First, there are areas that are undersized for our user base, particularly the kitchen and eating area. Our ski lodge has a unique challenge: Most of our skiers are beginners, mostly children, who are brought here by their family. Some family members don’t ski so they occupy the lodge while their skiers are on the hill and also when they come in for meals or rest breaks. This creates a greater need for usable space than other ski area lodges that do not cater to beginners.

    Second, the lodge was built before many current legal regulations were created. Tahoe Donner has a program to bring its facilities into compliance with current regulations, and building experience has shown that such alterations reduce the usable space of renovated structures. The GPC is currently evaluating the choice between remodeling and rebuilding. We do not yet know which will be the best option, but we do know that the lodge needs to be safe, in compliance with regulations, and economically the most favorable for Tahoe Donner members.

    Q: How can we compete with other ski areas?

    “What value can the Tahoe Donner ski hill provide to entice people to stay in TD rather than heading out to Squaw or Northstar or Alpine?”

    A: The Tahoe Donner ski hill is a unique place and in its niche, is capable of competing with the best of the best in the north Tahoe area.

    From the early 70s when the Dart Corporation developed Tahoe Donner, the ski hill has been advertised as “The best place to begin”. Except for the drought years before snowmaking, we have consistently drawn a bigger crowd than we can accommodate.

    Our competitive advantages are strong: We are much more easily accessible from Truckee than the big areas during heavy snows. We cater to beginners. We have well trained instructors, good rental equipment and most important our entire ski hill is visible from the lodge which gives parents a great sense of security as well as the enjoyment of watching their children learn to ski. Once the beginners become more advanced they move on to the bigger ski areas, but in the meantime new beginners come to take their place.

    Tahoe Donner’s ski hill is designed to serve our members and their guests, and more than half of our skiers come from that community. The capacity of our ski hill is larger than that user base, so we sell the excess capacity to the public to help defray costs.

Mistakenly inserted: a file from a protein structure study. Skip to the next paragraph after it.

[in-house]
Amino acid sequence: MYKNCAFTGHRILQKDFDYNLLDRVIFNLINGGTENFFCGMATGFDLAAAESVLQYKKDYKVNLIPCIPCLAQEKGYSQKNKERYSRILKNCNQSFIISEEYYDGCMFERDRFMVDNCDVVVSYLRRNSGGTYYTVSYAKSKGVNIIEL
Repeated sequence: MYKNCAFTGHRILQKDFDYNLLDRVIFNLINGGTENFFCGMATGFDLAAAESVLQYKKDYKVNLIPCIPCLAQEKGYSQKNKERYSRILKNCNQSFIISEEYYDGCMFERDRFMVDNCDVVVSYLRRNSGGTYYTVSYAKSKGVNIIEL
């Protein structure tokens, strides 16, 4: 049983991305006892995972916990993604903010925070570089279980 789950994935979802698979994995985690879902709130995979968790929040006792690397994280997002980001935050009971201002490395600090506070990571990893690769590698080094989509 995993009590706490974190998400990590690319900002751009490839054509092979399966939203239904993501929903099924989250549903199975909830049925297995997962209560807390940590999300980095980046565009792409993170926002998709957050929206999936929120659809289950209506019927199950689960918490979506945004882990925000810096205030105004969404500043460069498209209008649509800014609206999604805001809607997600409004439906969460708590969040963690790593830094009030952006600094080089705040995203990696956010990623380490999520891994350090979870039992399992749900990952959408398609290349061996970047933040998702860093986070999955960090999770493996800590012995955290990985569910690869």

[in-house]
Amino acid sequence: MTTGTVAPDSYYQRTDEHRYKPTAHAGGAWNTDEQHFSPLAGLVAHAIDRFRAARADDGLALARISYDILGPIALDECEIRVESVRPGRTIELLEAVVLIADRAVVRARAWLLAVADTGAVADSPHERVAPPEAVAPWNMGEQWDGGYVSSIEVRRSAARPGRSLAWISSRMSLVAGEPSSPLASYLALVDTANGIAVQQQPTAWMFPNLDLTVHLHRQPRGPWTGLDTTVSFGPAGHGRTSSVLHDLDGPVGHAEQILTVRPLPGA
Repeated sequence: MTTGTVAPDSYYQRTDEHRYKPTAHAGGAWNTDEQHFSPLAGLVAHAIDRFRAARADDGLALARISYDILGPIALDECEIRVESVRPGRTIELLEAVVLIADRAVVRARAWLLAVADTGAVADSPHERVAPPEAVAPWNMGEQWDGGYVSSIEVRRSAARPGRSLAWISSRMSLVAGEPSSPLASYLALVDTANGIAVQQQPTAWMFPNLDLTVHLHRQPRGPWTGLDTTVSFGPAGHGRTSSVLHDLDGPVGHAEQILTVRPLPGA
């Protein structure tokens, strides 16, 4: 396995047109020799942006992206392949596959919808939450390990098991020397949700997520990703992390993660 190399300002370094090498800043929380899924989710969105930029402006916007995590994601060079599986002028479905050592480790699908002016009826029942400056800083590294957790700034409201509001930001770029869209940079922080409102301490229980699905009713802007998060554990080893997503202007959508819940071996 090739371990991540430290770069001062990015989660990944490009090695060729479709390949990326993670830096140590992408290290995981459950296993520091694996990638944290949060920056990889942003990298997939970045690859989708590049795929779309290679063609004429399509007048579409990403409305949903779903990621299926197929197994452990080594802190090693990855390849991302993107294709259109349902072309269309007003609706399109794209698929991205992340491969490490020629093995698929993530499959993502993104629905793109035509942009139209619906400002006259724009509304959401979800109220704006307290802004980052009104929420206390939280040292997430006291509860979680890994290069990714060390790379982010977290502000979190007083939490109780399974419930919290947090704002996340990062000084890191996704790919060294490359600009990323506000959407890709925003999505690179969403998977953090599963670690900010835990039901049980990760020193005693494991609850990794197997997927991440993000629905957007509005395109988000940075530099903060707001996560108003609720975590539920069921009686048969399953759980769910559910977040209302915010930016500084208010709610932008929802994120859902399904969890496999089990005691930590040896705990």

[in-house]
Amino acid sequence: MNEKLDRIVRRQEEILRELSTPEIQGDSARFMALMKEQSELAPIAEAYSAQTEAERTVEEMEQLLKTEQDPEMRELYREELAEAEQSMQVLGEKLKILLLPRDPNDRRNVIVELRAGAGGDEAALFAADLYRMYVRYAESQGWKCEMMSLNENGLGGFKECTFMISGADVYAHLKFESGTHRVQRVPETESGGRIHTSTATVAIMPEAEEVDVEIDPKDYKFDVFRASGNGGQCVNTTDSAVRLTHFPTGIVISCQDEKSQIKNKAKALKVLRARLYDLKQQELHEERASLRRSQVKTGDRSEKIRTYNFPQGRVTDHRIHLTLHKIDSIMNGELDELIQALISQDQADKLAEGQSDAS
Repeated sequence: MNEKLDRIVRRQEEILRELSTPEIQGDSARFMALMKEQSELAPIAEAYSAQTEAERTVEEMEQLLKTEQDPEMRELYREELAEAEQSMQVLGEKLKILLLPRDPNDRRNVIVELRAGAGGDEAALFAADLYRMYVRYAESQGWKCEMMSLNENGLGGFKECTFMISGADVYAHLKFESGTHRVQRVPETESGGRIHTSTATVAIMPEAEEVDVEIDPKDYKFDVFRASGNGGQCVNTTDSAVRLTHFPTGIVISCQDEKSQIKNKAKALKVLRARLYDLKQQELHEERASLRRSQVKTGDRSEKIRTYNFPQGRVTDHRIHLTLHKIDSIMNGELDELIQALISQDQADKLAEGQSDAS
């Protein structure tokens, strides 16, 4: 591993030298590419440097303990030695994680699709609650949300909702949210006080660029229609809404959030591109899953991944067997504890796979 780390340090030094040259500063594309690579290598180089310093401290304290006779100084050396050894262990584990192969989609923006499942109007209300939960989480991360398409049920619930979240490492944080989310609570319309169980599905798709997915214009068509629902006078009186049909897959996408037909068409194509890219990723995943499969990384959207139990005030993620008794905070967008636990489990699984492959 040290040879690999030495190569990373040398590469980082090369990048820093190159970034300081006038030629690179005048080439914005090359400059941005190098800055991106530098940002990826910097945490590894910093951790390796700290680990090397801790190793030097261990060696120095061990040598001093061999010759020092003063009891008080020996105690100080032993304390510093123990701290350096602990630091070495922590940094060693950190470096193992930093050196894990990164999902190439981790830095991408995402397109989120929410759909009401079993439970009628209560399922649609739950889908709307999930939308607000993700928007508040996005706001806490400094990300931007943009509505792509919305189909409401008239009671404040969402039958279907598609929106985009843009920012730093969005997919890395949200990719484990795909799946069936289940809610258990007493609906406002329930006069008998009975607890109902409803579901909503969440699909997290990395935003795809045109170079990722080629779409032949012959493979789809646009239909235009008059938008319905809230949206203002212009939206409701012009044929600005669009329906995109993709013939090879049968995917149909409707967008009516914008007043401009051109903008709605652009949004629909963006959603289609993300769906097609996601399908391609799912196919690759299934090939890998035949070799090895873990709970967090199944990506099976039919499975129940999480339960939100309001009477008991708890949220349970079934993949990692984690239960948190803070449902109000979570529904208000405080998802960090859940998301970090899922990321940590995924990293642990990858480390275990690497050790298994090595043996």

Q: How can we protect our investment?

    “How is TD going to be able to recoup the massive project costs when there so many world class ski resorts literally down the road?”

    A: We know that in order to keep the Tahoe Donner ski hill truly “the best place to begin” we need to make additional changes that protect our competitive advantage. We have made, or are in the process of studying, three main changes that were recommended by the experienced ski area consultant who analyzed Tahoe Donner and compared it to industry standards:

    The first was replacing the almost 50-year old Snowbird chair lift and positioning it to be friendlier to beginners.

    The second is providing additional snowmaking to protect our financial performance from the whims of Mother Nature. Ski areas these days consider snowmaking as “insurance” and we know that our current investment in snowmaking has protected us from what could have been significant losses over the last two years.

    Third, re-grading several parts of the hill that are difficult for beginners to navigate will provide a better beginner experience and continue our market position as “The best place to begin”.

    Q: How can we protect against weather risk?

    “If I’m remembering correctly, the ski hill has been losing money more often than not the past few years?”

    A: During the drought years and before snowmaking at Tahoe Donner, the Downhill Ski Resort financial results were dominated by the whims of Mother Nature and revenue varied by five to six times from one fiscal year to the next. We added limited snowmaking in 2016 and are proposing to complete the beginner hill coverage in 2019.

    Tahoe Donner Association uses a measure called Net Operating Result (NOR) to compare the financial performance of its amenities. (NOR is Operating Revenue minus Operating Expenses.) Here is a view of NOR dollars by fiscal year for the years, 2013-2017:

  • Master Plan

    The Downhill Ski Resort Amenity Subcommittee is developing an amenity master plan that will bring the Downhill Ski Resort into accord with the Tahoe Donner Vision: An attractive and well-maintained facility, leading customer service and member satisfaction, without increasing member assessment.

    What’s the future of our Downhill Ski Resort? 

    Join a Downhill Ski Resort Discussion Group to learn about what’s happening with plans for the future of our longest-running winter amenity. If you would like to participate as an individual or with a group of friends or neighbors, please email Jim Beckmeyer, Downhill Ski Resort Subcommittee Lead. Read more about it in January TD News.

  • Documents
  • Meetings + Members

    Task force meetings are held on the first non-holiday Monday of each month at 1:30 PM in the Mezzanine Room of the Northwoods Clubhouse.

    Members:

    • Jim Beckmeyer (Chair)
    • Frank Aldridge
    • John McGregor
    • Nan Meek
    • Steve Miller
    • Courtney Murrell
    • Kevin O’Neil
    • Rob McCray
    • Michael Sullivan
    • Robb Etnyre (General Manager)
    • Michael Salmon (Director of Finance and Accounting)
    • Forrest Huisman (Director of Capital Projects)
    • Miguel Sloan (Director of Operations)
    • Robert McClendon (DSR Manager)

  • Contact